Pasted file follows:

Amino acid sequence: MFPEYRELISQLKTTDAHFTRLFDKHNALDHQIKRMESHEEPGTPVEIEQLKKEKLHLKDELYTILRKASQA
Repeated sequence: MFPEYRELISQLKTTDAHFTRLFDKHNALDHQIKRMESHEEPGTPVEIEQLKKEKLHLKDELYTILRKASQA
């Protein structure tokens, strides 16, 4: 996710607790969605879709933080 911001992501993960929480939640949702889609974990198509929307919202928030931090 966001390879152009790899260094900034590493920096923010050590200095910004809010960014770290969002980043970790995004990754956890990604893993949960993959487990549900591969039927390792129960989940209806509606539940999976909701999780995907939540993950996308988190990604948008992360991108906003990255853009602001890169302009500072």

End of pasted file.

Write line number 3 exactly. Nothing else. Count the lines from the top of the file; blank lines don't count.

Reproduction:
């Protein structure tokens, strides 16, 4: 996710607790969605879709933080 911001992501993960929480939640949702889609974990198509929307919202928030931090 966001390879152009790899260094900034590493920096923010050590200095910004809010960014770290969002980043970790995004990754956890990604893993949960993959487990549900591969039927390792129960989940209806509606539940999976909701999780995907939540993950996308988190990604948008992360991108906003990255853009602001890169302009500072």